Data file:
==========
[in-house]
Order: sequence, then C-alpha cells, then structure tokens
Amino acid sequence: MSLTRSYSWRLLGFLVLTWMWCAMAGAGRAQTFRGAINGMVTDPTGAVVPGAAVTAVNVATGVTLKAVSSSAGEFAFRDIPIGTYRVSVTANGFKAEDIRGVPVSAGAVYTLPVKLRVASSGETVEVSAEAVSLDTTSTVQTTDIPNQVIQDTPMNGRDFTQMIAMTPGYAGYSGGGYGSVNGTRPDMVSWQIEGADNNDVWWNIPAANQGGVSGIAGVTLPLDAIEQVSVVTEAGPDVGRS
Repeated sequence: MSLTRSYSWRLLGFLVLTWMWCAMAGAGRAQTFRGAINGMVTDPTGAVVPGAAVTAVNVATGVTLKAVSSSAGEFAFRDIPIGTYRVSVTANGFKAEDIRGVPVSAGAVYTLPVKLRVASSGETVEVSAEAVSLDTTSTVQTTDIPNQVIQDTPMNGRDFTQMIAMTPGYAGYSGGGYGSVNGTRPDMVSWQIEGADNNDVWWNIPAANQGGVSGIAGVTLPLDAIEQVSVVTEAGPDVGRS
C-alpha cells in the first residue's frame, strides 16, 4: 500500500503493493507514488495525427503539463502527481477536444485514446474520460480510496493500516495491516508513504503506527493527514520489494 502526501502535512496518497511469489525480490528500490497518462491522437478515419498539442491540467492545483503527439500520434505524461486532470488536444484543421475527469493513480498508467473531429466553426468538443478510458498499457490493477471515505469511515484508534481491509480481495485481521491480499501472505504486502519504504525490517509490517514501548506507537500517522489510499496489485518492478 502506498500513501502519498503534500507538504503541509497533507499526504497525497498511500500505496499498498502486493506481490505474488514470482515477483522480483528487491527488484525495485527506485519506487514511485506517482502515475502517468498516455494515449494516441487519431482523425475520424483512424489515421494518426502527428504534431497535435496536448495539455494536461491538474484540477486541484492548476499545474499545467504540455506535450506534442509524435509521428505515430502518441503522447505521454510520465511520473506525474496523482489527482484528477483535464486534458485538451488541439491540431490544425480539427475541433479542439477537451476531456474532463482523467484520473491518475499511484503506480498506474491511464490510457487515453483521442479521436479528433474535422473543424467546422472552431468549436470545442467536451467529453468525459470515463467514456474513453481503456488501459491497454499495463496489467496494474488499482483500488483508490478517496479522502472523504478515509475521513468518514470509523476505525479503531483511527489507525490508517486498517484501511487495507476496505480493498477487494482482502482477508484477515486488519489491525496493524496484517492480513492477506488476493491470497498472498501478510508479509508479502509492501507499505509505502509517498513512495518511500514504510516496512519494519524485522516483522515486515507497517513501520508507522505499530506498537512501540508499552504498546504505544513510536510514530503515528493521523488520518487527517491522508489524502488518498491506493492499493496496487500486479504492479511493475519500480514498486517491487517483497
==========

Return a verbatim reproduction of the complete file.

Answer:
[in-house]
Order: sequence, then C-alpha cells, then structure tokens
Amino acid sequence: MSLTRSYSWRLLGFLVLTWMWCAMAGAGRAQTFRGAINGMVTDPTGAVVPGAAVTAVNVATGVTLKAVSSSAGEFAFRDIPIGTYRVSVTANGFKAEDIRGVPVSAGAVYTLPVKLRVASSGETVEVSAEAVSLDTTSTVQTTDIPNQVIQDTPMNGRDFTQMIAMTPGYAGYSGGGYGSVNGTRPDMVSWQIEGADNNDVWWNIPAANQGGVSGIAGVTLPLDAIEQVSVVTEAGPDVGRS
Repeated sequence: MSLTRSYSWRLLGFLVLTWMWCAMAGAGRAQTFRGAINGMVTDPTGAVVPGAAVTAVNVATGVTLKAVSSSAGEFAFRDIPIGTYRVSVTANGFKAEDIRGVPVSAGAVYTLPVKLRVASSGETVEVSAEAVSLDTTSTVQTTDIPNQVIQDTPMNGRDFTQMIAMTPGYAGYSGGGYGSVNGTRPDMVSWQIEGADNNDVWWNIPAANQGGVSGIAGVTLPLDAIEQVSVVTEAGPDVGRS
C-alpha cells in the first residue's frame, strides 16, 4: 500500500503493493507514488495525427503539463502527481477536444485514446474520460480510496493500516495491516508513504503506527493527514520489494 502526501502535512496518497511469489525480490528500490497518462491522437478515419498539442491540467492545483503527439500520434505524461486532470488536444484543421475527469493513480498508467473531429466553426468538443478510458498499457490493477471515505469511515484508534481491509480481495485481521491480499501472505504486502519504504525490517509490517514501548506507537500517522489510499496489485518492478 502506498500513501502519498503534500507538504503541509497533507499526504497525497498511500500505496499498498502486493506481490505474488514470482515477483522480483528487491527488484525495485527506485519506487514511485506517482502515475502517468498516455494515449494516441487519431482523425475520424483512424489515421494518426502527428504534431497535435496536448495539455494536461491538474484540477486541484492548476499545474499545467504540455506535450506534442509524435509521428505515430502518441503522447505521454510520465511520473506525474496523482489527482484528477483535464486534458485538451488541439491540431490544425480539427475541433479542439477537451476531456474532463482523467484520473491518475499511484503506480498506474491511464490510457487515453483521442479521436479528433474535422473543424467546422472552431468549436470545442467536451467529453468525459470515463467514456474513453481503456488501459491497454499495463496489467496494474488499482483500488483508490478517496479522502472523504478515509475521513468518514470509523476505525479503531483511527489507525490508517486498517484501511487495507476496505480493498477487494482482502482477508484477515486488519489491525496493524496484517492480513492477506488476493491470497498472498501478510508479509508479502509492501507499505509505502509517498513512495518511500514504510516496512519494519524485522516483522515486515507497517513501520508507522505499530506498537512501540508499552504498546504505544513510536510514530503515528493521523488520518487527517491522508489524502488518498491506493492499493496496487500486479504492479511493475519500480514498486517491487517483497